Upgraded seismic equipment installed at Crater Lake National Park two years ago is being credited with having recorded a trio of small earthquakes at the park last Friday.
“We didn’t feel a thing,” park ranger Marsha McCabe said of the quakes.
The largest of the three had a magnitude of .08, according to Seth Moran, a seismologist at the Cascades Volcano Observatory, a U.S. Geological Survey facility based in Vancouver, Wash.
“There’s no way anybody would feel it,” he said, noting reports of the quakes were made because they were the first since a small seismic and geodetic network at Crater Lake was completed in 2011. The network consists of just three seismic stations, making earthquake locations difficult to determine unless events are large enough to be recorded on stations outside of the park.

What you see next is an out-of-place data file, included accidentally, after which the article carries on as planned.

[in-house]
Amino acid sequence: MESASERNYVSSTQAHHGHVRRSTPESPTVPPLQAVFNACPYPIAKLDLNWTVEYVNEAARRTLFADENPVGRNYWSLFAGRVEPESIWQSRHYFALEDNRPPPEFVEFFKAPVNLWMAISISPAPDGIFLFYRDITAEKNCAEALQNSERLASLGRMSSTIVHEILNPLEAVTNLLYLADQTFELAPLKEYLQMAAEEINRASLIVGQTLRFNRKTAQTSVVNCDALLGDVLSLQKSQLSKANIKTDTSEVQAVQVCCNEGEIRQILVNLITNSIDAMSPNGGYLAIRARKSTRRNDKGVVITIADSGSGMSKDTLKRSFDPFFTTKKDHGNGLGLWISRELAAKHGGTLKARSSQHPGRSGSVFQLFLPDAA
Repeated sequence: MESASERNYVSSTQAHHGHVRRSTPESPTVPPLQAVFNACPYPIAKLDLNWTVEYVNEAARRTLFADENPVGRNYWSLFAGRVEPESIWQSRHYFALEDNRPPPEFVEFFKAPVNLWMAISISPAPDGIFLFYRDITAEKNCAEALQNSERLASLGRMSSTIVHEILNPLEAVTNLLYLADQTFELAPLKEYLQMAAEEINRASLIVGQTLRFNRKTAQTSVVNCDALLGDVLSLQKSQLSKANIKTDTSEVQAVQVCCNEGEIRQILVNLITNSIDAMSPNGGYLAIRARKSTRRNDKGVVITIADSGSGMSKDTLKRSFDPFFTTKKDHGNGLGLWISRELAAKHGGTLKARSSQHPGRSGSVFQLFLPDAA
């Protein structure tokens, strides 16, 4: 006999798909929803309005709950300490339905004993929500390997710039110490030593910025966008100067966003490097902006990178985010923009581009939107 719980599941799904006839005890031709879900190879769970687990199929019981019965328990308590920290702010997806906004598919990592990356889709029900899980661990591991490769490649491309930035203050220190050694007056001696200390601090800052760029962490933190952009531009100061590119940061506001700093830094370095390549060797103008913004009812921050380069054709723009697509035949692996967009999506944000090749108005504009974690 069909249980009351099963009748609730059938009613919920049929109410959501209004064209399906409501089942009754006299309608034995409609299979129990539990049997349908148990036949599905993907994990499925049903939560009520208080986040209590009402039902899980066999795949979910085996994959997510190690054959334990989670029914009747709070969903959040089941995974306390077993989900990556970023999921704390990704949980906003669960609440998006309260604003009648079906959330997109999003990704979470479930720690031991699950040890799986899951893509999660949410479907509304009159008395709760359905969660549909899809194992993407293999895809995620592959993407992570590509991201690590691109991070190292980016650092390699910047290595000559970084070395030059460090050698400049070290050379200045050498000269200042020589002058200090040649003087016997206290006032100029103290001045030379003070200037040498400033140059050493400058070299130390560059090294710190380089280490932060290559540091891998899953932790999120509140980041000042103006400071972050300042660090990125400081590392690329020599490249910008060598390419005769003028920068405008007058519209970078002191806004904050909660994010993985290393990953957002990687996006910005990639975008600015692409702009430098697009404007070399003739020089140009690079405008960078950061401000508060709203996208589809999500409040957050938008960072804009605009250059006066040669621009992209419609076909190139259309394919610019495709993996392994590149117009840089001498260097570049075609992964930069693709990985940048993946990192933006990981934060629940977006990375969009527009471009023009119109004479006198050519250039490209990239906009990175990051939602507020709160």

“With the new network you see new things,” Moran said. “It shows that the volcano is not dead. There are things going on.”
Based on the recorded data, it’s believed the quakes were near the northwestern corner of the crater rim at a depth of about three to six miles.
Before Friday’s recordings, Moran said the most recent earthquakes recorded at the park were events with magnitudes of 2.3, 2.6, and 2.4 that occurred near Rim Village within 20 minutes of each other on the afternoon of Dec. 29, 1994. The largest two events were felt by people at the park, according to the website.
“The bottom line is the Crater Lake area is not necessarily dead,” Moran said. “We’ve waited 7,000 years since the last eruption. It could be quite a while before another one. But it is worth paying attention to on a human scale.”
Crater Lake was formed when Mount Mazama exploded about 7,700 years ago.
Moran said seismic data collected at Crater Lake will be used to determine “what is normal.” While the reports from Crater Lake were the first in two years since the new equipment was installed, far more frequent quake reports are recorded at, for example, Newberry Crater, with about one a month, and Mount St. Helens, with one or two a day.